“Thanks for telling me,” I whispered, surprised that she would offer so much information. “I hope he makes it.”
Jack leaned close to me and remarked,
“I can’t believe they’re letting his parents stand there and watch the doctor cut into his brain. They wouldn’t do that in Turkey.”
The man’s tragedy dragged on until someone finally found him a hospital room. Then a doctor ordered a CAT-scan of my head and my transfer to Neurology ICU.
My new ward was spacious and meant for only one patient–me. The trauma nurses who took care of me watched all my moves, ordering pain medicine when sensation finally filtered through my brain. I got to eat a little soft food and watch TV, but I could not concentrate for long and did not feel like talking. I managed to call the sheriff department which had sent officers to attend my car crash. Though I could not remember, Jack had informed me that one officer, who followed me to the E.R., tried to force me to sign a statement that the crash was my fault because I did not yield while turning right. I knew, though I could not recall the moment or sound of the crash, that the driver who hit me had been speeding in a 35-mph zone, and that the accident was his fault because he swerved into my lane suddenly, with no signal and no clear view–Houston-style, reckless.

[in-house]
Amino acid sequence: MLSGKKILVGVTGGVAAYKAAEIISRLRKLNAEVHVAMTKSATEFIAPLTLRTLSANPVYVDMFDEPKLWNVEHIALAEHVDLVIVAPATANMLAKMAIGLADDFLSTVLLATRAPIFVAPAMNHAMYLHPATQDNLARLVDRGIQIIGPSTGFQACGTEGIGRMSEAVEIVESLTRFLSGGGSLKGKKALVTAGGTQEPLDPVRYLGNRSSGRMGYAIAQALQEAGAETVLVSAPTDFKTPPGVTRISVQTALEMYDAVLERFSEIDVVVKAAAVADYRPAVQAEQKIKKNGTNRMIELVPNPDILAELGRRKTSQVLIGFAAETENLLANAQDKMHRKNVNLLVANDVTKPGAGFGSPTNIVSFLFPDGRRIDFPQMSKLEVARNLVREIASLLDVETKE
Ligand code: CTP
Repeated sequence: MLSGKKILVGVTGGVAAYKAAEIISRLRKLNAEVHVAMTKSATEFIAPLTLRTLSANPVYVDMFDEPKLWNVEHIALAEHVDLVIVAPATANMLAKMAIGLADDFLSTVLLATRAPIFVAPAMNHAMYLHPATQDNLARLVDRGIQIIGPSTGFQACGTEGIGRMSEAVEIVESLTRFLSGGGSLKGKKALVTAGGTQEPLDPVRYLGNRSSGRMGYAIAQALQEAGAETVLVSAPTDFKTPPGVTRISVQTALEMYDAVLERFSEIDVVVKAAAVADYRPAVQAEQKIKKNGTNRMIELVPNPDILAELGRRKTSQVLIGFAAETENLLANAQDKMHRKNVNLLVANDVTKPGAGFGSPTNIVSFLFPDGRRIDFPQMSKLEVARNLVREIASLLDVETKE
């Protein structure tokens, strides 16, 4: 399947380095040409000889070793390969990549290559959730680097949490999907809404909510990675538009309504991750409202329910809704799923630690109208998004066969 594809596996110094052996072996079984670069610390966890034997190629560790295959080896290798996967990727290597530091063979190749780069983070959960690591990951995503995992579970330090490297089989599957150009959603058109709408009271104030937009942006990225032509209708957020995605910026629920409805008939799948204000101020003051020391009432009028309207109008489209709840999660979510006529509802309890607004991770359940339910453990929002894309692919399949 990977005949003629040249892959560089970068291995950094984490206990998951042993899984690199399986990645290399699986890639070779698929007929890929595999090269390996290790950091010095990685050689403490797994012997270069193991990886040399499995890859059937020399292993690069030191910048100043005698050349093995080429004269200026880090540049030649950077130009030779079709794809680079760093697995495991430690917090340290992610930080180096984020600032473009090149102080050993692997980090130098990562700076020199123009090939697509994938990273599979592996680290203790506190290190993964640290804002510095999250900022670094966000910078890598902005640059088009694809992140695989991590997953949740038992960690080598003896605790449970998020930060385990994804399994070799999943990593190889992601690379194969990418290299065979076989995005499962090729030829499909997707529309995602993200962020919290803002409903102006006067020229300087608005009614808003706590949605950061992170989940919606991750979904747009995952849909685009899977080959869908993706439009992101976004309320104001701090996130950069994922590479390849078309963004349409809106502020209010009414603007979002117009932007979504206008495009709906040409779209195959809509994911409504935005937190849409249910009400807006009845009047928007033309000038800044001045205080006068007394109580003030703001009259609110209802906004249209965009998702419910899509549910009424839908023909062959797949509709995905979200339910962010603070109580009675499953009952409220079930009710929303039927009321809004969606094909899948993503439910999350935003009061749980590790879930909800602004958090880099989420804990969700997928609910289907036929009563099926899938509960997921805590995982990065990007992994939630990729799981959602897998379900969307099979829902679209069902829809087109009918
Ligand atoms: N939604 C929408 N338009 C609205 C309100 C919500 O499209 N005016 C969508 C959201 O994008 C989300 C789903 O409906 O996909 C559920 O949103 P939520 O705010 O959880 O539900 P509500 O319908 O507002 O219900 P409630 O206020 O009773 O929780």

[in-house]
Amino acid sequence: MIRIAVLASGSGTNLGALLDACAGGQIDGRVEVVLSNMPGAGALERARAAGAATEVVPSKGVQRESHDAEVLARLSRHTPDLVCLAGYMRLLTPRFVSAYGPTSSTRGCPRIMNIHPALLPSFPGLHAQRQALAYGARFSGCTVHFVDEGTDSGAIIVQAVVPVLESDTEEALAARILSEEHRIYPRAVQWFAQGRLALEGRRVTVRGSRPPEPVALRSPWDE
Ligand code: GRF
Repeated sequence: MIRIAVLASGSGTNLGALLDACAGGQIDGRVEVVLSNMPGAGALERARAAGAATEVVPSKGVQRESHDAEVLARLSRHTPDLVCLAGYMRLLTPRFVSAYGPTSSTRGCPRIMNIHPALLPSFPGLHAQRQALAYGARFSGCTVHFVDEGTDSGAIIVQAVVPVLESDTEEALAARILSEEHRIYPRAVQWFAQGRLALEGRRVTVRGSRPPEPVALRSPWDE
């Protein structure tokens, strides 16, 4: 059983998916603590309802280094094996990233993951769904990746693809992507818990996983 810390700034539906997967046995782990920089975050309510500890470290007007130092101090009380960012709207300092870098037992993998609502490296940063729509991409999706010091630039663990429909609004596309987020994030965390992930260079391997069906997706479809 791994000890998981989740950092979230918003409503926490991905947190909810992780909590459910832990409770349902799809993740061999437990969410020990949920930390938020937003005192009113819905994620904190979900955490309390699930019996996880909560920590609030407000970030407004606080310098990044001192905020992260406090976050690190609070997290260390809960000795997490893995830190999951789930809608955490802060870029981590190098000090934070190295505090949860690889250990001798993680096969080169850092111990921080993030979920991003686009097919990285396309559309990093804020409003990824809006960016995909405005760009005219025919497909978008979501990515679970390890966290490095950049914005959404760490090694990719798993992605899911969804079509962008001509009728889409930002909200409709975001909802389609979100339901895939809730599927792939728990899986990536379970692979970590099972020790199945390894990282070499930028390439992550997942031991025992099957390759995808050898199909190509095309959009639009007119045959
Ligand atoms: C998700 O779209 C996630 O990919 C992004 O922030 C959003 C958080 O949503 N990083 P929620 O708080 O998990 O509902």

After 24 hours, I was sent to the normal Neurology Ward. The smaller, cheerful room with yellow paint on the walls and flowers allowed inside had one window that opened to the Texas Medical Center hub. Seven hospitals intersect like a city within a city in downtown Houston, bridges arching between them, windows everywhere, gleaming blue like a science fiction film. Every 20 to 30 minutes, the trauma helicopter took off and landed, bringing in more car accident victims. Its red lights flashing, its green landing strip glowing, the helicopter alighted slowly like a bird of prey. All through the night it flew, and I realized I was one of the lucky ones, not required to be its critical-status passenger.